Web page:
[Haskell-cafe] Grouping and SIMD in parallel Haskell (using Nested Data Parallel Haskell ideas in legacy code)

Zefirov Sergey zefirov at prosoft.ru
Tue Aug 18 06:06:21 EDT 2009

> -----Original Message-----
> From: Eugene Kirpichov [mailto:ekirpichov at gmail.com]
> Sent: Tuesday, August 18, 2009 11:28 AM
> To: Zefirov Sergey
> Cc: haskell-cafe at haskell.org
> Subject: Re: [Haskell-cafe] Grouping and SIMD in parallel Haskell
> (using Nested Data Parallel Haskell ideas in legacy code)
> Now I finally understood the idea that you were talking about :) I
> didn't quite get it during the MskHUG meeting.
> The idea is brilliant to my mind; I am surprised that none of the
> gurus are answering.
> So, if I understood it correctly, you are suggesting to:
>  - make a separate spark queue (implemented by a linked list of
> groupSize-sized arrays) for every thunk type in the program that can
> possibly be the argument of a `par` or `pseq` (which, however, may
> turn out to be almost all thunk types present in the program)


And it could be beneficiary by itself.

>  - automagically create vectorized versions of these thunks' code

If we can.

Looks like we can. ;)

>  - spawn sparks by appending them to the corresponding queue (to a
> non-locked array node?)

Sparks queues can be non-locked if they belong to threads. Or, in other words, each thread has it's own spark's queue and all threads share main queue.

If sparks queues are shared between threads, they should be locked.

My model suggests that private spark queues slows down execution speed, but I haven't paid enough attention to the subject so my code could be wrong.

Look yourself:
    usePrivateGroups  maxABTaskLength  ticks (fib 15)
    0                 0                7568
    0                 16               3157
    0                 32               2977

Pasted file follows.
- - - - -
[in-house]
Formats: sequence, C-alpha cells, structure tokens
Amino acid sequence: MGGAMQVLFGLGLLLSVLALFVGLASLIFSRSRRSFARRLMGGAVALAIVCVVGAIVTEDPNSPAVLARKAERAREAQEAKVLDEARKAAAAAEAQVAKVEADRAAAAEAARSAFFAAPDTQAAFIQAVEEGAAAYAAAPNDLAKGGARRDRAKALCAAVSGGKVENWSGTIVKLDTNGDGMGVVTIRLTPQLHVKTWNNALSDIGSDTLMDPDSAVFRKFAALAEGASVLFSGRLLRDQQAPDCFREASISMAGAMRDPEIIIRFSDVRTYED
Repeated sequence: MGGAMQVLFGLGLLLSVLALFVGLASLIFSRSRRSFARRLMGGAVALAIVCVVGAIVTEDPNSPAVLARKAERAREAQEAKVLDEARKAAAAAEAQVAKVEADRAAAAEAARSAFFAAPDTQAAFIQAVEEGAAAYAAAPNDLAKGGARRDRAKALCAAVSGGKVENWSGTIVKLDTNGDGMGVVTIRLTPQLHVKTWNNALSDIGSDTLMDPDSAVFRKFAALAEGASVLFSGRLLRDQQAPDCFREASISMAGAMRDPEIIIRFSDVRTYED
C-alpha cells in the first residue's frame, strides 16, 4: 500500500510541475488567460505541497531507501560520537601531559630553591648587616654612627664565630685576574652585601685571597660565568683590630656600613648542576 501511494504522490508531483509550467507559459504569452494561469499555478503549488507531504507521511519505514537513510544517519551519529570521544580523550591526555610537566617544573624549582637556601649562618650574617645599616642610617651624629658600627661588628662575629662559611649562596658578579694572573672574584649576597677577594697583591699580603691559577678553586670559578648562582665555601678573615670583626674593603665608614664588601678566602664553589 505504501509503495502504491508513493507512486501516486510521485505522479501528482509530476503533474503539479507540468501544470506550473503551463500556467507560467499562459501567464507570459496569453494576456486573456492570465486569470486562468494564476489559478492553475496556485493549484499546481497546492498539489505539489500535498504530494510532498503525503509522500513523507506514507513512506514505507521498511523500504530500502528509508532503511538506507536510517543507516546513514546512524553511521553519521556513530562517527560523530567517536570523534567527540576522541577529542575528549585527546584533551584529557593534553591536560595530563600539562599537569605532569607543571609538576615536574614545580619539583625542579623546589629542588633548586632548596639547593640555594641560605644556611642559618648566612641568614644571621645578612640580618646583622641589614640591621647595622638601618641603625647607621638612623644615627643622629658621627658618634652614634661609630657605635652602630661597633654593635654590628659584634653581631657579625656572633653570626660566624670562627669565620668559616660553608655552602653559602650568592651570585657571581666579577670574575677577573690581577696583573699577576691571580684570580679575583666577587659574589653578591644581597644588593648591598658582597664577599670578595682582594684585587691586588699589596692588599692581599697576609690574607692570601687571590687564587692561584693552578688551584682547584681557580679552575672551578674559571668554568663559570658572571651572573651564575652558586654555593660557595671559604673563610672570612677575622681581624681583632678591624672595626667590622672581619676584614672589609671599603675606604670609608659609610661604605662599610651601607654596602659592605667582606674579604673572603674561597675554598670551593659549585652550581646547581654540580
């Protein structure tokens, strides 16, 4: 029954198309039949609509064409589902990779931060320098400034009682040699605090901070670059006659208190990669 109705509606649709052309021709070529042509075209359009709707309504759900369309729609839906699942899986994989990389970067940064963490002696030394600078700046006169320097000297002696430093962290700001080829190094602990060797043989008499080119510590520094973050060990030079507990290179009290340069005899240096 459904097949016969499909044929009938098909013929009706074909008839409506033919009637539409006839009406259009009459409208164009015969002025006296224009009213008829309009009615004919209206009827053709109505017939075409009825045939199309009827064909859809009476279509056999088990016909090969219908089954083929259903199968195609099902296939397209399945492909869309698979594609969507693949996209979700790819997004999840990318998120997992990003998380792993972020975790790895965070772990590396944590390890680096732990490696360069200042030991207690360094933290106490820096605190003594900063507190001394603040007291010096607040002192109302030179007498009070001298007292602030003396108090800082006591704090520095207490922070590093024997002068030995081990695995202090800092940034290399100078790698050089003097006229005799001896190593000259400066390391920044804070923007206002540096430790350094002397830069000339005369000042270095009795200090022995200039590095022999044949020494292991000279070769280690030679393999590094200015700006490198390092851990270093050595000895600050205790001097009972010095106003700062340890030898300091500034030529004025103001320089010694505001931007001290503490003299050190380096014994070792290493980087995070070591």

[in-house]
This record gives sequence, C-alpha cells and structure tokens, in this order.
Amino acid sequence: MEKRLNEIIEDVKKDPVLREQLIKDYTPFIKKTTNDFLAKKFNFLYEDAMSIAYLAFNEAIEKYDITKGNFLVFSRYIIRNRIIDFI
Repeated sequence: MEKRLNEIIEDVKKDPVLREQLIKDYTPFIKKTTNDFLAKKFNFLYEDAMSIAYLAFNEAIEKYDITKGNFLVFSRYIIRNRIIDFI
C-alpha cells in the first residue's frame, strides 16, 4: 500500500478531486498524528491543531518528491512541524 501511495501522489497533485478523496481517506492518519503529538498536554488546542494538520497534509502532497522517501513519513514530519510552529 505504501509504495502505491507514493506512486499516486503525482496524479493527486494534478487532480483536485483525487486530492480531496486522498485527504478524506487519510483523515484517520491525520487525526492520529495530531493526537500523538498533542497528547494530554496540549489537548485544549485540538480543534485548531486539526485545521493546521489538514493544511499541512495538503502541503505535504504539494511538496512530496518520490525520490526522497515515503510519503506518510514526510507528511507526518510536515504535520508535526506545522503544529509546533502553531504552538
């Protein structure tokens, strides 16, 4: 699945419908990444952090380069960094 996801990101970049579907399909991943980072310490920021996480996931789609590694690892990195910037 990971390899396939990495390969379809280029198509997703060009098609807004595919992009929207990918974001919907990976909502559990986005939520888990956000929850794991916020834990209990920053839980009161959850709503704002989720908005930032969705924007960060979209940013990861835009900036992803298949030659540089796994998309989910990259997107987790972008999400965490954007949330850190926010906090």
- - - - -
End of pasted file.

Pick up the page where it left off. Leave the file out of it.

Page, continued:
1                 0                7753
    1                 16               3772
    1                 32               4242
All other parameters are: cpuCount 16 taskFetchsPerCycle 1 thunksPerAddition 1 cyclesPerAddition 1.

Anyway, let's say we have several processors and they all share all queues. When one processor encounter that some queue is locked it immediately proceed to another queue, which could be locked with less probability.

>  - evaluate sparks in a vectorized fashion by invoking the vectorized
> code over groups

Again, if we can.

> The problems I see here are:
>  - not all thunks code can be vectorized automatically

I tried to find a contradictory example and failed. But I haven't tried very hard. ;)

I noticed that first argument for par should be considered strict. So we can demand that fib will receive Int# instead of boxed (and delayed) Int.

Operations on [:Int#:] ([:Float#:], [:Char#:]) should be very efficient.

An argument could be delayed (lazy) or of an algebraic type (like Maybe). Here we will have forcing of computation or pattern matching and, therefore, conditional execution.

Conditional execution could be expressed in parallel SIMD operations, an example is given at Tim Sweeney presentation (near the end).

The version there isn't best possible, but it works.

>  - how should we represent the sparks in the queue for a certain thunk
> type? It's clear that it is no longer needed to put the whole closure
> into the spark queue, since the closure code is already known and
> fixed for each queue. For efficient vectorization, the queue probably
> should consist of closure data arrays.

I think we would borrow closure representation from NDP Haskell. ;)

>  - I do not immediately see an efficient (lockless) way of picking a
> nonempty spark queue; however, I am sure there must be such a way, and
> even if there isn't, the inefficiency may well be overweighted by the
> efficiency gain from vectorization

With different sparks queues we prevent frequent locking of main spark queue. CPUs get more work per single lock. I think it's good in itself, vectorization could only add to it.

Look at the table:
    maxABTaskLength  ticks (fib 15)
    0                7568
    1                5651
    2                4656
    4                3663
    8                3263
    16               3157
    32               2977
    64               2931
(other model parameters: cpuCount 16 usePrivateGroups 0 maxABTaskLength <variable> taskFetchsPerCycle 1 thunksPerAddition 1 cyclesPerAddition 1)

The effect on vectorization according to my model is negligible: thunksPerAddition 2 results in 2894 ticks and then time stop lowering. Increase in taskFetchsPerCycle also does not provide any noticeable speed up.

I cannot promise because, but I will try to implement my idea because I already see it as a good idea. ;)

I always fascinated how Haskell is amenable for RTS changes. Add a complication underneath once and free yourself from complication on the surface for ever. ;)

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